What Does LaGuardia’s Revamp Mean for the Airport?

It has recently been announced that New York’s LaGuardia Airport is to undergo a huge transformation to include a brand new terminal which will serve approximately half of the passenger volume at LaGuardia.

It has recently been announced that New York’s LaGuardia Airport is to undergo a huge transformation to include a brand new terminal which will serve approximately half of the passenger volume at LaGuardia.

LaGuardia served in the upper region of 18.9 million passengers in 2014, and according to published schedules, the airport will complete a ten year capacity recovery this year with annual departure seats reaching a level similar to that recorded by the airport in 2005. 

According to data from OAG Schedules Analyser, over 19 million seats will be available from the airport in the full calendar year, the first time the figure has been exceeded since 2005.  After this high in 2005, the airport witnessed four successive years of capacity decline as annual departure seats fell 14.6 per cent to just under 16.5 million in 2009.  Since then the airport has recorded five successive years of modest year-on-year capacity growth, and this year is forecasted to see a growth of 2.3 per cent.

Vancouver-based operator, Vantage and Swedish construction company Skanska AB are among 12 members of a consortium that were selected to help finance, build and manage a $3.6 billion replacement for LaGuardia’s 50-year-old central terminal.

The airport, in the borough of Queens is consistently ranked among the worst in the US in cleanliness, design and delays. The new plans call for a new 35-gate terminal with more restaurants and lounges, bigger gate areas and improved passenger and baggage screenings.

“For too long, LaGuardia has been the stepchild of our region’s airports compared to JFK and Newark International,” Port Authority Vice Chairman Scott Rechler said in a statement.

Construction of the new Terminal B is expected to start in the first quarter of 2016, after the Port Authority’s decision was delayed last October following a design competition announced by Governor Andrew Cuomo.

At 1.3 million square feet, the terminal will be nearly 40 percent larger than the building it replaces, meaning it should be much more able to meet the expectations of the ‘modern passenger’.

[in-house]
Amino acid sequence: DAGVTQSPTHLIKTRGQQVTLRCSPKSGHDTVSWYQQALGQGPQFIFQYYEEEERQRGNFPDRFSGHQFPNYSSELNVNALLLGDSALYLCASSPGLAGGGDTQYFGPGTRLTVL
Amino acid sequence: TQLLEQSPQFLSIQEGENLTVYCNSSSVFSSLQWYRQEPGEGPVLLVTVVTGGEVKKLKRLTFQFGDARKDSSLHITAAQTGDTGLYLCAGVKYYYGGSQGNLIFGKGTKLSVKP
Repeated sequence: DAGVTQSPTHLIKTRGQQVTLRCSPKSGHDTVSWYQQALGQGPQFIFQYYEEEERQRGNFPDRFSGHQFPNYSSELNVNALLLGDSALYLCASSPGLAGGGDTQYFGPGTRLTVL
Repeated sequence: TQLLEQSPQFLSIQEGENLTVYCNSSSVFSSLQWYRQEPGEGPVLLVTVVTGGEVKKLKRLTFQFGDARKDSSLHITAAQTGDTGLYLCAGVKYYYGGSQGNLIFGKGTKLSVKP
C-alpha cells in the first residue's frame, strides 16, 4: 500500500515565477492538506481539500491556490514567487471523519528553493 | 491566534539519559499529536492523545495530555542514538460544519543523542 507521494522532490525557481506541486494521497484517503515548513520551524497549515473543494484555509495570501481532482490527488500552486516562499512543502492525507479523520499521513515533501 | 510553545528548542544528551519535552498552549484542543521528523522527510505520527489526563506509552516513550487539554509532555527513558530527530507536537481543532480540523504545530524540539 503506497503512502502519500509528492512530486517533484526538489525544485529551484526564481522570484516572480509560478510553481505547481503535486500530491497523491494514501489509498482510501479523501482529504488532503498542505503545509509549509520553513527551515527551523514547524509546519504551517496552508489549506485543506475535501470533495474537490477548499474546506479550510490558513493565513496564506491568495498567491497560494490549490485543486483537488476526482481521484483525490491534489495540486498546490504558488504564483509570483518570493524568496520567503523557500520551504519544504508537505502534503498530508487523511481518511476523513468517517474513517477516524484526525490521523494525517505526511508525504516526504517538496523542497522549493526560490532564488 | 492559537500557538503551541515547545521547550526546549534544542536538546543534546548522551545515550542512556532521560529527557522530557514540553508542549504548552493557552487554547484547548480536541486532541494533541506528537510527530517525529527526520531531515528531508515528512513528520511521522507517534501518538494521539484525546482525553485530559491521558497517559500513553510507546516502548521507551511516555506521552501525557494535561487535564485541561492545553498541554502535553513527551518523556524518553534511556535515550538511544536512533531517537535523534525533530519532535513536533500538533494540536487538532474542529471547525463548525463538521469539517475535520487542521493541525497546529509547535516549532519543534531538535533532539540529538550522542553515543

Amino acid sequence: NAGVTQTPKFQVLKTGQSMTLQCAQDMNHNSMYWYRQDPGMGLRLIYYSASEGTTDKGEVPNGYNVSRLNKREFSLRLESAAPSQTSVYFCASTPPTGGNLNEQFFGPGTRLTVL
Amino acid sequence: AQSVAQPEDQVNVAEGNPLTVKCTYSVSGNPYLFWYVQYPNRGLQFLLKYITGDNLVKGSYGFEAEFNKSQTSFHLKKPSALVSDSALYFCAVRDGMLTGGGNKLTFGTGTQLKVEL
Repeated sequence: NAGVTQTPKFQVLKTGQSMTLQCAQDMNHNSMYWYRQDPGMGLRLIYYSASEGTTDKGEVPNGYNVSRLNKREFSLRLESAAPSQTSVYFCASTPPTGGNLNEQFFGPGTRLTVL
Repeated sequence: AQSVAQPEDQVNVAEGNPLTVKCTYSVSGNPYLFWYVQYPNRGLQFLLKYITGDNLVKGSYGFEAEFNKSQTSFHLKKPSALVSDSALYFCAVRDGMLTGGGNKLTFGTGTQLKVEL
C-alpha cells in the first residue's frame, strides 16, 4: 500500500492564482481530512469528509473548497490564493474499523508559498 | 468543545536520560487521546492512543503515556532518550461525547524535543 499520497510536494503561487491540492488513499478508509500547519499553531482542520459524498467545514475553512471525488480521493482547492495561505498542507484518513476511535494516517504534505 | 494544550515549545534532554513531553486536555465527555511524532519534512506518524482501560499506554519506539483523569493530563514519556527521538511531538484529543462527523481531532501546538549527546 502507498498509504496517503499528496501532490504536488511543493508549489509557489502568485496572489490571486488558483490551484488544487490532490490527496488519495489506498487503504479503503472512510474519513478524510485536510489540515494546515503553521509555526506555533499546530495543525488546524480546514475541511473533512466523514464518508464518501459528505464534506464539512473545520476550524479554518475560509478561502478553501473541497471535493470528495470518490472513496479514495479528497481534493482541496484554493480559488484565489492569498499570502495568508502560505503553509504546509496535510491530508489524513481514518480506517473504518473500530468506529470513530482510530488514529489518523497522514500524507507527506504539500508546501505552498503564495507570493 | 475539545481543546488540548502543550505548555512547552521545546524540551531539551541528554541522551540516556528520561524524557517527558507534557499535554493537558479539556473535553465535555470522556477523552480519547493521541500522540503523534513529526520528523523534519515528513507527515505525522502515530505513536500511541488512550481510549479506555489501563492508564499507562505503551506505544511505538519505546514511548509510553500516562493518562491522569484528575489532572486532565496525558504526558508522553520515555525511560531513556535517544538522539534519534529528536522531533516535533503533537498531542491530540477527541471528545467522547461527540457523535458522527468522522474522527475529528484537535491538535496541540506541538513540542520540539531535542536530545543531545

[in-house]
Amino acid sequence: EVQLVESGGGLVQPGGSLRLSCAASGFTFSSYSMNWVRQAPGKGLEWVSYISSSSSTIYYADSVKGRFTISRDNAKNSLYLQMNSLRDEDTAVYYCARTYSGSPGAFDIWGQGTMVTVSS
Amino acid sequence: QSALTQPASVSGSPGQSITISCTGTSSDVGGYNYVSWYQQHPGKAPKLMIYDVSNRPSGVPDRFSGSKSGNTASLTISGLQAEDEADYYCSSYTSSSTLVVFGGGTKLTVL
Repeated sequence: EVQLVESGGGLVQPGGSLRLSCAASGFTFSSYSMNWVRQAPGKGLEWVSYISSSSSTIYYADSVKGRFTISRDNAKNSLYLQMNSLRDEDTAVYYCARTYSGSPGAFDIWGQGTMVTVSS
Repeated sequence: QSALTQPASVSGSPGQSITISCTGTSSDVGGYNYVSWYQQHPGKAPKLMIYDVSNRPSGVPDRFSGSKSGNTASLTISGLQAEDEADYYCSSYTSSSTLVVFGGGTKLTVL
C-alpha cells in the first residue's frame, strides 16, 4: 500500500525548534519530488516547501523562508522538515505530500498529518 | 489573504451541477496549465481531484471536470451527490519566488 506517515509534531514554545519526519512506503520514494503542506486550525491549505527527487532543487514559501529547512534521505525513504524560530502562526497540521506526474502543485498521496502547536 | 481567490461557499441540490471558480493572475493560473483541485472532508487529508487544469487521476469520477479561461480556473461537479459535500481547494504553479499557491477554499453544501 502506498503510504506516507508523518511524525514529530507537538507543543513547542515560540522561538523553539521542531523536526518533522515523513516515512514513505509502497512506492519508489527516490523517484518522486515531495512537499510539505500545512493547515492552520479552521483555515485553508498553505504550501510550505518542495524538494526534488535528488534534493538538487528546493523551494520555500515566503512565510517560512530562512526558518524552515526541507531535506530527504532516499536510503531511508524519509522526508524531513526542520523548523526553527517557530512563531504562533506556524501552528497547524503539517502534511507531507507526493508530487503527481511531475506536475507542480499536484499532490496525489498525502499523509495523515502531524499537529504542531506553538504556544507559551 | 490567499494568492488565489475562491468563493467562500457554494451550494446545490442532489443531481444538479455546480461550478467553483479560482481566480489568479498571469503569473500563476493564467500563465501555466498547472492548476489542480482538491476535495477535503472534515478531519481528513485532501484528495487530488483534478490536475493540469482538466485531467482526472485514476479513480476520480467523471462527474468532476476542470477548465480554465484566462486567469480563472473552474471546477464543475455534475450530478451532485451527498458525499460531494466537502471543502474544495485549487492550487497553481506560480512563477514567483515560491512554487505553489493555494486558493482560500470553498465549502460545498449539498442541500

A larger terminal also means more room for airside movements and parking which should help to reduce delays.

Stewart Steeves, Vantage Airport Group’s CFO and the consortium’s president and CEO, said in a press release that LPG is looking forward “to partnering with the port authority on this significant project for the city and state of New York.”

“We will develop a world-class facility and bring the level of operational expertise needed to deliver the airport New Yorkers deserve, both during construction and throughout long-term operations,” he added.

Most transcontinental flights use JFK or Newark, as do all international flights except those from pre-cleared Canadian airports within the perimeter.

The return of capacity growth at LaGuardia has been driven by North America’s low-cost carriers.  Although the majors such as Delta Air Lines, the largest operator at the New York airport, and United Airlines have grown their capacity by upwards of 40 per cent since the capacity low of 2009, it is Southwest Airlines and JetBlue Airways that lead the way in terms of capacity climbs. 

Southwest has more than trebled its offering from the airport over the past five years and is now the fourth largest operator, while JetBlue has almost doubled its departure capacity and will this year offer over one million annual seats from LaGuardia for the first time, based on published schedules.  The past couple of years have also seen Canadian carrier WestJet Airlines and US operator Virgin America introduce flights with links from Toronto and Dallas Love Field, respectively.


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